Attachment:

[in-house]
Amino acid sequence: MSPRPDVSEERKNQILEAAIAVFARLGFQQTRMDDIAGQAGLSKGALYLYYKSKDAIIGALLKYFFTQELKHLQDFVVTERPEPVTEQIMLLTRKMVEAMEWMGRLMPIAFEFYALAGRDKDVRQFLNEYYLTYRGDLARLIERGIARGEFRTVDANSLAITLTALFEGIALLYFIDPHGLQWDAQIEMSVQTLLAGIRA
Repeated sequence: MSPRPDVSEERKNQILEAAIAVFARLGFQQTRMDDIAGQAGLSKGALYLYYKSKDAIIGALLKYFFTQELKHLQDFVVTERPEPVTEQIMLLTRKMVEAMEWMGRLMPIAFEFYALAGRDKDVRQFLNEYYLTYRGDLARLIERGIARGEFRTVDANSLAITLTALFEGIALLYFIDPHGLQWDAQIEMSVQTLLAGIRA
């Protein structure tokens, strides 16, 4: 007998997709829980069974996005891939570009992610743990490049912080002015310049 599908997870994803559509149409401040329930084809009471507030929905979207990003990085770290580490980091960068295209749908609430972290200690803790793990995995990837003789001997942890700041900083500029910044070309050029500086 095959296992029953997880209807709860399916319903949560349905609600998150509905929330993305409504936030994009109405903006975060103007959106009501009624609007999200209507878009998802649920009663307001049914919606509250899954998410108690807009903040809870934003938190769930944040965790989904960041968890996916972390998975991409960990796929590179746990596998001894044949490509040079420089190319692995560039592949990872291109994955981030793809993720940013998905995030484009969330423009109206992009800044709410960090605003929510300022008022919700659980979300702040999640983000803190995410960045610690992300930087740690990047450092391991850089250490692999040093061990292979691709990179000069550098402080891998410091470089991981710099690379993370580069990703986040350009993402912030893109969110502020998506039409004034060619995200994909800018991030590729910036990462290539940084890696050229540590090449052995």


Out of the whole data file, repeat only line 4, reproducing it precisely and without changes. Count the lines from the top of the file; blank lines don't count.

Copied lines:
């Protein structure tokens, strides 16, 4: 007998997709829980069974996005891939570009992610743990490049912080002015310049 599908997870994803559509149409401040329930084809009471507030929905979207990003990085770290580490980091960068295209749908609430972290200690803790793990995995990837003789001997942890700041900083500029910044070309050029500086 095959296992029953997880209807709860399916319903949560349905609600998150509905929330993305409504936030994009109405903006975060103007959106009501009624609007999200209507878009998802649920009663307001049914919606509250899954998410108690807009903040809870934003938190769930944040965790989904960041968890996916972390998975991409960990796929590179746990596998001894044949490509040079420089190319692995560039592949990872291109994955981030793809993720940013998905995030484009969330423009109206992009800044709410960090605003929510300022008022919700659980979300702040999640983000803190995410960045610690992300930087740690990047450092391991850089250490692999040093061990292979691709990179000069550098402080891998410091470089991981710099690379993370580069990703986040350009993402912030893109969110502020998506039409004034060619995200994909800018991030590729910036990462290539940084890696050229540590090449052995």